My wife and sons tell me that I am a Luddite. They are incorrect, as I am not a textile worker, and we do not live in 19th-century Nottinghamshire. But I do have a particular aversion to technology in the home. And I can explain further, once I sharpen my quill.
Certainly, the advancements in tech over the past number of years are of benefit. They give voice to the forgotten corners of the world, and bring business opportunity to our fingertips. And I am all in favour of exploring the myriad functions of an iPhone, while in the office-setting or while driving along the highway.
But when we finally cross the threshold into our homes, “I want that godda*&#n thing turned off, right now.”
I always understood one’s home to be a refuge: firm footing upon which to build and find common interest. But my children seem to do all of their building on Minecraft. And my wife finds common interest on Facebook and something called Tinder.
I really want to find peace with the home-tech revolution. Or at the very least, find a piece of home tech that doesn’t revolt me. So I reached out to Marc Saltzman for guidance.
Saltzman is Canada’s preeminent tech expert, so we have little in common. He is also one of Toronto Storeys’ favourite writers, so we have even less in common. [Editor’s note: This point was not fact-checked.]
I imagined Saltzman’s Toronto home to be the model of some unrecognizable future. Artificially intelligent couches … Fridges that predict the cravings of the user … Televisions that predict the outcome of the football game …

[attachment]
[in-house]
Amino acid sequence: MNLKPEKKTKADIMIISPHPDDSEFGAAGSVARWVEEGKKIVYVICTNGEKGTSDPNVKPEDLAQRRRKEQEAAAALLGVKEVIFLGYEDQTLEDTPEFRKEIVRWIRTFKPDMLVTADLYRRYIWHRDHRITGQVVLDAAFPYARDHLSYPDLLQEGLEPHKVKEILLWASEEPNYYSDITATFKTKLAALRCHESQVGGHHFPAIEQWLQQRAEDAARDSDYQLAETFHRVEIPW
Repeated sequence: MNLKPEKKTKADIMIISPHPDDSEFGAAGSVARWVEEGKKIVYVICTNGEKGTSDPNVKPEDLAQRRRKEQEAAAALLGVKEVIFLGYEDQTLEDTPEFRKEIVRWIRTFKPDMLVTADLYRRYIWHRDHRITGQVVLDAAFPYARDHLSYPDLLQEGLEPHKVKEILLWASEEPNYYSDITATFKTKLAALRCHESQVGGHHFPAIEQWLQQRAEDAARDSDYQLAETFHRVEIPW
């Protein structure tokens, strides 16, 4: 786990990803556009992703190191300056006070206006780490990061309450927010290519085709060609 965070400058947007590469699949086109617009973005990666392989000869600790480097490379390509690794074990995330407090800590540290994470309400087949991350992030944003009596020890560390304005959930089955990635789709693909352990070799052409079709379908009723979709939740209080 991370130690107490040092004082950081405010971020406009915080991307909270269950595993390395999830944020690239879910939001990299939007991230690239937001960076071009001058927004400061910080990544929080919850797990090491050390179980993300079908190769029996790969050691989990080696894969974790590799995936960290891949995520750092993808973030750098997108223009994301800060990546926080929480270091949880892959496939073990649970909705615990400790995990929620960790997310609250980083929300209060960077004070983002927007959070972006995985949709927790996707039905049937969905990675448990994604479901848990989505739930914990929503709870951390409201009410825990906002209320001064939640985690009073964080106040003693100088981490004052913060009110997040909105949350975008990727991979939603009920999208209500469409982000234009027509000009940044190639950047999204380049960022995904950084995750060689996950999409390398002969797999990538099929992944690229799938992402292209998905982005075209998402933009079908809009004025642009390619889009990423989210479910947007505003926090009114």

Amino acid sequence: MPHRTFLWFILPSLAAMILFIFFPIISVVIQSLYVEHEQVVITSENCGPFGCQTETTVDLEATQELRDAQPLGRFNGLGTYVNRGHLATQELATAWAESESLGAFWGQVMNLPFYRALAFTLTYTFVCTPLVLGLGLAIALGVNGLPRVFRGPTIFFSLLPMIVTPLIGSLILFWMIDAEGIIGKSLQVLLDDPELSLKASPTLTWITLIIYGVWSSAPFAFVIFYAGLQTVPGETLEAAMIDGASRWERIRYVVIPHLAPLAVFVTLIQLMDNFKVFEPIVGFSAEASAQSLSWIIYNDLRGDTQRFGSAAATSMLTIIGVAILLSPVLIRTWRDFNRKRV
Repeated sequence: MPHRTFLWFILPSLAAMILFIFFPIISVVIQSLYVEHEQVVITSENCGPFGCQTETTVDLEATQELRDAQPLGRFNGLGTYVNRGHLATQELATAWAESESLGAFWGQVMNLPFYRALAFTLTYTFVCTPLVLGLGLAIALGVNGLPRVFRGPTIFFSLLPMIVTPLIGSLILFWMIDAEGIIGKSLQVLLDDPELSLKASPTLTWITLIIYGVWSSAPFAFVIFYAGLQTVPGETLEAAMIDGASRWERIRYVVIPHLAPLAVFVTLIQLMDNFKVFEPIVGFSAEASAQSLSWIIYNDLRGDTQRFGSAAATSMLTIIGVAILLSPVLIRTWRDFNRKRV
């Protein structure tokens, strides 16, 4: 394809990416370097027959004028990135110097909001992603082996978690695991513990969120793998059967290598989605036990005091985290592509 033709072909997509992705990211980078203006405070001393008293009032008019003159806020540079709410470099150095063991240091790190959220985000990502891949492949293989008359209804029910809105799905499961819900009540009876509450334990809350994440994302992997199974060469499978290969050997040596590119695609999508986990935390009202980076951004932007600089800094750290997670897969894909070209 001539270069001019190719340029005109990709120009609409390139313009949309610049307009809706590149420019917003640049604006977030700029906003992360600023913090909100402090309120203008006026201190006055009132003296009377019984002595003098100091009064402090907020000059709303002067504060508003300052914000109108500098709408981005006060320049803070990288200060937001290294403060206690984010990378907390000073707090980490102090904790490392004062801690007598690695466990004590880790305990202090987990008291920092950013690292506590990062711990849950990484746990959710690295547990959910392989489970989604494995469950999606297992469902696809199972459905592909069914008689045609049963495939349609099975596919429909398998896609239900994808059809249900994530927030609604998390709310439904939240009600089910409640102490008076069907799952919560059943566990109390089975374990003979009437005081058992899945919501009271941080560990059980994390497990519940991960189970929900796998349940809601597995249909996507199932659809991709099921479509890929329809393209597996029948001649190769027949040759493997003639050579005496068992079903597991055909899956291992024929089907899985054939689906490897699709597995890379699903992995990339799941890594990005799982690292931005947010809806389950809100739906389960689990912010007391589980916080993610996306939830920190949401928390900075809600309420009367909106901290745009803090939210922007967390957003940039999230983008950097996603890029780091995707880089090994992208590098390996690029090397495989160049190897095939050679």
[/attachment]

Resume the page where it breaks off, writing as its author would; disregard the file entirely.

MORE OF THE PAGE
Much to my surprise, however, Saltzman’s home is not so different from my own home. And Saltzman himself is incredibly down to earth.
“My family and I are selective about the tech we use. And I think that’s the way it should be,” says Saltzman.
“A smart home device like a Wi-Fi thermostat might be ideal for some people, but not for others. You could say the same thing about a curved TV or a Bluetooth deadbolt lock.
“We all have different wants and needs and budgets, and tech is not a one-size-fits-all scenario.”
The Saltzman family bought their house just north of Toronto a few years back. It came equipped with some tech features, including a great home theatre. But Saltzman didn’t go smashing in drywall to outfit it with the latest cameras and sensors.
“I’m a technology evangelist, and I preach all over about its value and convenience. But I do believe there has to be a balance in the home.
“Tech is a tool in your arsenal that can help you to be productive. But it shouldn’t replace human connection. It’s an augmentation, not a replacement.”
Saltzman further explains that technology is not innately antisocial.
His two boys love playing online games, in which a headset attachment allows them to communicate, laugh, and strategize with friends from school.
And with the recent advancements in speech recognition and smart speaker technology, Saltzman suggests that home products can actually help to facilitate social interaction.
“You could have company over and ask Google to pull up a trivia game for you. Google Assistant would come on and ask how many players you have, theme music would play, and your guests and you would get to play live online.”
Saltzman educated me on a number of other socially interactive tech products. It did help to allay my concerns about what home life might look like going forward.
If you’d like to know more about what’s around the corner, look out for Saltzman’s contributions to Toronto Storeys.
And if you’d like to reach me, I am now registered on Facebook and Tinder.